Within Our Reach: A State-wide Strategy to End Chronic Homelessness. Recent Legislation and Related Funding Have Created an Unprecedented Opportunity
–-Unprecedented Opportunity Provides California with a Unique Chance
to Creatively Coordinate A Course of Action–
–Recent Legislation and Related Funding Have Created an Extraordinary Opening
That Can Be Collectively Clutched by State Officials, Counties, Cities, and Continuums of Care–
Recent state legislation has made permanent supportive housing (PSH) a land use by right throughout California. PSH is an effective and evidence-based practice for ending chronic homelessness, which pairs housing subsidy with supportive services and case management.
Recent state legislation also created multiple funding sources to significantly increase the number of PSH units throughout California.
For the first time, the State of California has the legislation, the funding, and an increasing political will, to shape a strategy to end chronic homelessness. By aligning PSH as a land use by right with several funding sources to create PSH provides an unprecedented opportunity for state officials, counties, cities, and continuums of care to advance state-wide partnerships that are crucial for the formulation of a state-wide strategy to end chronic homelessness. Aligning these two historic legislative acts provides the building blocks for a state-wide strategy to end chronic homelessness, which requires taking two next steps in unison as outlined below.
Aligning permanent supportive housing as a land use by right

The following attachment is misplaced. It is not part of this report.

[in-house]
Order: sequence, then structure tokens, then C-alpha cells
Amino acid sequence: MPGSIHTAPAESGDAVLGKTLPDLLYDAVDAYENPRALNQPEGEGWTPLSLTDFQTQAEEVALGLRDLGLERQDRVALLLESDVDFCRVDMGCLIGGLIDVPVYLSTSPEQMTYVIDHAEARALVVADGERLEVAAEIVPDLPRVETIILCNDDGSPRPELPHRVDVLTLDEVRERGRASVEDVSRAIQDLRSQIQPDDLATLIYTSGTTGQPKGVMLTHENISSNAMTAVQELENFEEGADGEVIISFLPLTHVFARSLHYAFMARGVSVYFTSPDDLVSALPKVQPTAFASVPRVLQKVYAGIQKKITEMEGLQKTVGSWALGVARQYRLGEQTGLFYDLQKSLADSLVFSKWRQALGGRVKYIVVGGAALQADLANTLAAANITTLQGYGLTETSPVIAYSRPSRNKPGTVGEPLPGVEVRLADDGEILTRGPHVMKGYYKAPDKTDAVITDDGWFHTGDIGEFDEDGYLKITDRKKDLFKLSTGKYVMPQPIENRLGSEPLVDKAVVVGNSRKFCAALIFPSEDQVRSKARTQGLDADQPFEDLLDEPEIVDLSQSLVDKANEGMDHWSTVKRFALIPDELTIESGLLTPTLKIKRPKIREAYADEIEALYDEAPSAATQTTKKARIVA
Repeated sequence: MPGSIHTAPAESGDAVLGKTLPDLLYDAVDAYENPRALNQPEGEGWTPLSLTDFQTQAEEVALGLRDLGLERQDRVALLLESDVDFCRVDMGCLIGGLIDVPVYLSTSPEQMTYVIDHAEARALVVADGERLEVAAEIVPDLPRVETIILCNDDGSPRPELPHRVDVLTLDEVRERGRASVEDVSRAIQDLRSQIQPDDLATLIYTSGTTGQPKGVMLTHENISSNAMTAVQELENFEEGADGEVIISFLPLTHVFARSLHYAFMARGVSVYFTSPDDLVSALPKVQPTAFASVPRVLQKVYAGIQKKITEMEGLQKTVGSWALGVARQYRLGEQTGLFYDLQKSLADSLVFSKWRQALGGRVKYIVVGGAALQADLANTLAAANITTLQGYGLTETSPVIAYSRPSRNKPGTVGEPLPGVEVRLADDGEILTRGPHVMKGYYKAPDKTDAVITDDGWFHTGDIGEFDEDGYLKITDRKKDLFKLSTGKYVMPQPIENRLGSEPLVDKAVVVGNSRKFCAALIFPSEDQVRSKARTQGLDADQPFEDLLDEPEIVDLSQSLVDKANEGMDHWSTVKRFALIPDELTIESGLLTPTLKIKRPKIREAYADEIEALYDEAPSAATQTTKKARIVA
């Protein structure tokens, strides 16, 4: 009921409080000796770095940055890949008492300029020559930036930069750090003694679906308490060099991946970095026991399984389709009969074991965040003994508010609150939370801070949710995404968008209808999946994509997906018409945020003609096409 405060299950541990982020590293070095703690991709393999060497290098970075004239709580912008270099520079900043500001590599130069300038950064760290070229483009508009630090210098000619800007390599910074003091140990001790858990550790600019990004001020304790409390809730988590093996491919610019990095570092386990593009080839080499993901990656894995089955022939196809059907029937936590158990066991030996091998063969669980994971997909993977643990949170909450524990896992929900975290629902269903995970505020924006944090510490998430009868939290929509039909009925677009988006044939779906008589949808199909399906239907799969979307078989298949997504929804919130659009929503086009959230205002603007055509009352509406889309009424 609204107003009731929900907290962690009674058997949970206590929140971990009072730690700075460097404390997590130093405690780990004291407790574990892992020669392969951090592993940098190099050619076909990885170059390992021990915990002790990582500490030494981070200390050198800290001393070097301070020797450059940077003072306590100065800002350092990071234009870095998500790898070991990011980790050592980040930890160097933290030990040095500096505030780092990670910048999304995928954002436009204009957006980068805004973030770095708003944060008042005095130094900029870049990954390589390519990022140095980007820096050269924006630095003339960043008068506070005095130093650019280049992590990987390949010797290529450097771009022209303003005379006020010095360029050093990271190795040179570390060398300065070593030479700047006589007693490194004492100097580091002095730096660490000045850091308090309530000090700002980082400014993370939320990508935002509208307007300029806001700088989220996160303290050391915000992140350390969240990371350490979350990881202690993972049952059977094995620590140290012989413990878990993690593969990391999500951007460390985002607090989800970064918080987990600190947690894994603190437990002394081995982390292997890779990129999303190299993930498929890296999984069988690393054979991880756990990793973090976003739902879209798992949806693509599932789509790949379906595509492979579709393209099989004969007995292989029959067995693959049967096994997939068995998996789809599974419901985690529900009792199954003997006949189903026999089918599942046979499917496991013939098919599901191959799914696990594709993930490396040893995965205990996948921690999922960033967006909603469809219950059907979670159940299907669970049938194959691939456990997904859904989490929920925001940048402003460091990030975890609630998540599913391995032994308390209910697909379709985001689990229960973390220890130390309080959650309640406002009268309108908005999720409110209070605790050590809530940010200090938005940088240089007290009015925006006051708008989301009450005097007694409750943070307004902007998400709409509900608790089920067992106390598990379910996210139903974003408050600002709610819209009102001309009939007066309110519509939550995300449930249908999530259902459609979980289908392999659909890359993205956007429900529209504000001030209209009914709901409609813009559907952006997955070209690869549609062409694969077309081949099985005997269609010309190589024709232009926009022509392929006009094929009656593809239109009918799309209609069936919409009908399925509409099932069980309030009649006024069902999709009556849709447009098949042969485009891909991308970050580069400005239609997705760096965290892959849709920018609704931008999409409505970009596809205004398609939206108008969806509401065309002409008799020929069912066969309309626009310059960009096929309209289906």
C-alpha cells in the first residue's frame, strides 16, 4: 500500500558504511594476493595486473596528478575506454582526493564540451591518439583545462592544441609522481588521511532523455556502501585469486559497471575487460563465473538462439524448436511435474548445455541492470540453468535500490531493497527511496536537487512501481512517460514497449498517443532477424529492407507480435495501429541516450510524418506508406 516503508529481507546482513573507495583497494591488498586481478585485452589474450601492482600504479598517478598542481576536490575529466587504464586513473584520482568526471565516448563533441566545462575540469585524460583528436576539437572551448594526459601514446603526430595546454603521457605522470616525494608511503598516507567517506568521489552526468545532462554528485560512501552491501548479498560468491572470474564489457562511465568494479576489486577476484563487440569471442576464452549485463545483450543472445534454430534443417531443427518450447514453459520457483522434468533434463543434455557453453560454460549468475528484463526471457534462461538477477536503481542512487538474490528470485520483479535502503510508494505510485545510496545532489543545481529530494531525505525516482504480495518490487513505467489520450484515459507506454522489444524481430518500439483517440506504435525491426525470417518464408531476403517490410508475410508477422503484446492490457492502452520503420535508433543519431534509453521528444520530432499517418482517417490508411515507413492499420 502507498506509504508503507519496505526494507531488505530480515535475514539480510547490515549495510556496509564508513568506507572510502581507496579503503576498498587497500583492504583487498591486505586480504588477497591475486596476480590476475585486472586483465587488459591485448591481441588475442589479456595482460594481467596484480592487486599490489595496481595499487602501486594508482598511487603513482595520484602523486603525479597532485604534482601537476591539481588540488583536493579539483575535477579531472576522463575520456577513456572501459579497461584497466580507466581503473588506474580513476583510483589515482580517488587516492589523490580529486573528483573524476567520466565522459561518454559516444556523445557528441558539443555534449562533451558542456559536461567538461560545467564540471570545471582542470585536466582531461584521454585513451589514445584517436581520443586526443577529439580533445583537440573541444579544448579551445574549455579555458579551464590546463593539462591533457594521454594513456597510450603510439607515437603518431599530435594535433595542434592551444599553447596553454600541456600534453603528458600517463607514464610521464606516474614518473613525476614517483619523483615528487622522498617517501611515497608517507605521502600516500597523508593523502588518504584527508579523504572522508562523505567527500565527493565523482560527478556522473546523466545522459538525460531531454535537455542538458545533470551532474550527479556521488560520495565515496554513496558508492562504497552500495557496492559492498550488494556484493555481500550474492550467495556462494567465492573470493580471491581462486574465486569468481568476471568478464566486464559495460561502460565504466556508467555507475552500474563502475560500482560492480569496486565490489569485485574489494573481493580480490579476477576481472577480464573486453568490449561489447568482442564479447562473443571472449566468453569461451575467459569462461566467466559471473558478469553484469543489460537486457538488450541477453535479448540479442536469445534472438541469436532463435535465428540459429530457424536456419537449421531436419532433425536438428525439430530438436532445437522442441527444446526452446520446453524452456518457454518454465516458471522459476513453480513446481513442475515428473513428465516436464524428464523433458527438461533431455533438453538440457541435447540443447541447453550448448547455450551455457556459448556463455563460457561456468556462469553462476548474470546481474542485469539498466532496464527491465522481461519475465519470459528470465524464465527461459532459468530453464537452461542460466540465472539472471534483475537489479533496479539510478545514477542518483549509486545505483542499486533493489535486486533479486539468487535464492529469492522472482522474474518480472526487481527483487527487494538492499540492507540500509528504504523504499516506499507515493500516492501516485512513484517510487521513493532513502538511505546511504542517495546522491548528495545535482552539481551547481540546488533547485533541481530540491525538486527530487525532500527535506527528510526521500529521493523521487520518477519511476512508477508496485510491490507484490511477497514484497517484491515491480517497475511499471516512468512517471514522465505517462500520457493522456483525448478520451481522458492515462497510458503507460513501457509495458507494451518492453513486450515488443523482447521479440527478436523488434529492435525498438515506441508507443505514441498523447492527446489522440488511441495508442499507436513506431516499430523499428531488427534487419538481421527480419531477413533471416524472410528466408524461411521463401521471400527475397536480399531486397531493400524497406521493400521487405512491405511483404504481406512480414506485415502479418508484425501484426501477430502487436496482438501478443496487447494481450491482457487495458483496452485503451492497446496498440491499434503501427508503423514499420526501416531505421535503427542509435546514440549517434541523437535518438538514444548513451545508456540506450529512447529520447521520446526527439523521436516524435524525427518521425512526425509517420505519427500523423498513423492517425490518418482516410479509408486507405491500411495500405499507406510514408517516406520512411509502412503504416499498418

Step 1. Make sure that Permanent Supportive Housing is a use by right in all cities and counties in accordance with AB 2162 and the SB 2 Planning Grants Program
AB 2162 requires
“supportive housing be a use by right in zones where multifamily and mixed uses are permitted, including nonresidential zones permitting multifamily uses, if the proposed housing development meets specified criteria, and would require a local government to approve, within specified periods, a supportive housing development that complies with these requirements. The bill would require that a developer of supportive housing provide the planning agency with a plan for providing supportive services, with documentation demonstrating that supportive services will be provided onsite to residents in the project and describing those services, as provided.”
As noted in Section 1, the Legislature found and declared the following:
“Given the urgent need to provide supportive housing to Californians experiencing chronic homelessness, streamlining and expediting the process of approving supportive housing applications will offer housing opportunities in communities with few or no opportunities to exit chronic homelessness.”
SB 2 Planning Grants Program
SB 2 Planning Grants Program provides a share of $123 million to each of the more than 500 cities and counties in California for several eligible activities that include:
“Updates to general plans, community plans, specific plans, local planning related to implementation of sustainable communities strategies, or local coastal plans;” and
“Updates to zoning ordinances.”